What is Yoga?

Typically when we think of yoga we think of a bunch of stretching and breathing.  It is so much more than that.  In the ancient system of yoga one is taking the path to reaching their full potential as a human being.  The streching is only one of eigth parts or limbs in the path of yoga. Wether or not you want to jump into the full path of youga or if you want to simply practice the poses you wil definitely find many benefits!

1) Yamas

This part deals with one’s ethics and integrity, focusing on our behavior and how we conduct ourselves in life. these are universal practices that relate best to what we know as the Golden Rule, “Do unto others as you would have them do unto you.”

Ahimsa: non-violence

Satya: truthfulness

Asteya: nonstealing

Brahmacharya: continence

Aparigraha: noncovetousness

2) Niyamas

This is self-discipline and spiritual observances. Regularly attending spiritual services or events, routine prayer, developing your own personal meditation practices, studying spiritual texts.

Saucha: cleanliness

Samtosa: contentment

Tapas: heat; spiritual austerities

Svadhyaya: study of the sacred scriptures and of one’s self

Isvara pranidhana: surrender to God


These are the postures practiced in yoga. In the yogic view, the body is a temple of spirit, the care of which is very important for spiritual growth. Through the practice of asanas, we develop the habit of discipline, the ability to concentrate, learn how to breath, and prepare teh nervous system for higher states of conciousness all of which are necessary for meditation.  In these practices we return to our naturla alignment and break down the postural problems we developed through the years and experiences.  It is a returning to ourselves and our higher alignment.


Breath control, this consists of techniques designed to manipulate the respiratory process and recognize the connection between the breath, the mind, and the emotions. The literal translation of pranayama is “life force extension,”  it not only rejuvenates the body but actually extends life itself.


Withdrawal of the sensory world. It is during this stage that we make the conscious effort to draw our awareness away from the external world and outside stimuliation. Aware of our senses, but directing our attention internally. The practice of pratyahara provides us with an opportunity to step back and take a look at ourselves. This withdrawal allows us to objectively observe our different impulses, (Vasanas) cravings: habits that obstruct us from inner growth.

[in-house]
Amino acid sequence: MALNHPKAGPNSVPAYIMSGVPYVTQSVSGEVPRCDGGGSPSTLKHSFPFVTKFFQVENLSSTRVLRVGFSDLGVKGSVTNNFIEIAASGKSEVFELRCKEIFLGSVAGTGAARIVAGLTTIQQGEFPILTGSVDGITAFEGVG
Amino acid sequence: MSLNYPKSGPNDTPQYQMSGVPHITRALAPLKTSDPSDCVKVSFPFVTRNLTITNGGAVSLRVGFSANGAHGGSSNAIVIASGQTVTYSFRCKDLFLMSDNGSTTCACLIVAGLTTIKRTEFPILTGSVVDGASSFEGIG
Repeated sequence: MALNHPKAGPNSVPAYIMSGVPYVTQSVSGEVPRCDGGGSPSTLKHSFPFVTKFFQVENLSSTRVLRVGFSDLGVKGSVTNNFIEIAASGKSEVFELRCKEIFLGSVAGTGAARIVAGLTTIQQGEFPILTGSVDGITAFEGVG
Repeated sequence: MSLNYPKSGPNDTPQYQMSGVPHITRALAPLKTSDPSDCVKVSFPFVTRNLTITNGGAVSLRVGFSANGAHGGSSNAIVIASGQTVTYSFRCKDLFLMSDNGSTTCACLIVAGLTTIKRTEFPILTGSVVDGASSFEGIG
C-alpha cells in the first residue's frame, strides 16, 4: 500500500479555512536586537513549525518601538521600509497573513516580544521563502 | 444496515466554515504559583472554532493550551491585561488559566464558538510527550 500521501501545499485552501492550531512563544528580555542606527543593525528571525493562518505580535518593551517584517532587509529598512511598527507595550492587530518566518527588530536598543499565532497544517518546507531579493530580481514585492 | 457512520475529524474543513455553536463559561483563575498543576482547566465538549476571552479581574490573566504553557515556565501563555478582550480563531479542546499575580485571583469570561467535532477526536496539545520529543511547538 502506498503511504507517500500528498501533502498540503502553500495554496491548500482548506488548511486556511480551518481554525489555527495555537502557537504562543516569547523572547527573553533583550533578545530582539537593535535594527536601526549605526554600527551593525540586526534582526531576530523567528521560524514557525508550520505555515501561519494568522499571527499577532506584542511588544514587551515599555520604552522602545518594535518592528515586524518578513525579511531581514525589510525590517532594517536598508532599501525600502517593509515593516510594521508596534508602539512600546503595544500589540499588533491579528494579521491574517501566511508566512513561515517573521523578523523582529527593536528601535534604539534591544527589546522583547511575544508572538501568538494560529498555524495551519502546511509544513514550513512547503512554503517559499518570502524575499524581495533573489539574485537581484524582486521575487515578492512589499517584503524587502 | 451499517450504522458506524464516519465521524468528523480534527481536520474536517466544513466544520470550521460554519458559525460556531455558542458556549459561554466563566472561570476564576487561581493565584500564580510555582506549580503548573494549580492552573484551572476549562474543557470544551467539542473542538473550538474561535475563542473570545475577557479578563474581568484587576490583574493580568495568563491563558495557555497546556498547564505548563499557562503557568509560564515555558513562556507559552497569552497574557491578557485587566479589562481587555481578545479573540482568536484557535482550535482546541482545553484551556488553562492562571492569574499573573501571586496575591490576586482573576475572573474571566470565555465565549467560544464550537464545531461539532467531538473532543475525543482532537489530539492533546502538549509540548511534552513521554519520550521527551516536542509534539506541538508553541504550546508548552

Pratyahara prepares us deeper meditation. Having learnt how to pull ourselves away from external distractions we begin the practice of concentration, which precedes meditation, we learn how to slow down the thinking process by concentrating on a single mental object: a specific energetic center in the body, an image of a deity, or the silent repetition of a sound. We have already begun to develop our powers of concentration in the previous three stages of posture, breath control, and withdrawal of the senses. In asana and pranayama, we pay attention to our actions, but our attention travels. Our focus constantly shifts as we fine-tune the manysubtleties of the posture or breathing technique. In pratyahara we become self-observant, but in dharana, we focus our attention on a single point, without wavering. Extended periods of concentration will naturally lead to meditation.


Meditation or contemplation,  is the uninterrupted flow of concentration. Although concentration (dharana) and meditation (dhyana) may appear to be one and the same, there is a difference. Where dharana practices one-pointed attention, dhyana is ultimately a state of being keenly aware and complete absorption into whatever one was focused on.  At this point, the mind has been quieted, and in the stillness it produces few or no thoughts at all.  There is a constant funinterupted flow of awareness or conciusness towards the object of meditation. 


Simply put a state of ecstasy. At this stage, the meditator merges with his or her point of focus and transcends the  ego altogether. The meditator comes to realize a profound connection to the Divine within all living things. With this realization comes a deep level of peace; the experience of bliss and being at one with the Universe.  



Chanting practice to calm your mind

Below is a simple Aum chanting practice to calm down anxiety or stress and re-align you to your higher self.  It's not long, only 7 minutes, and after chanting along just see how you feel. Enjoy....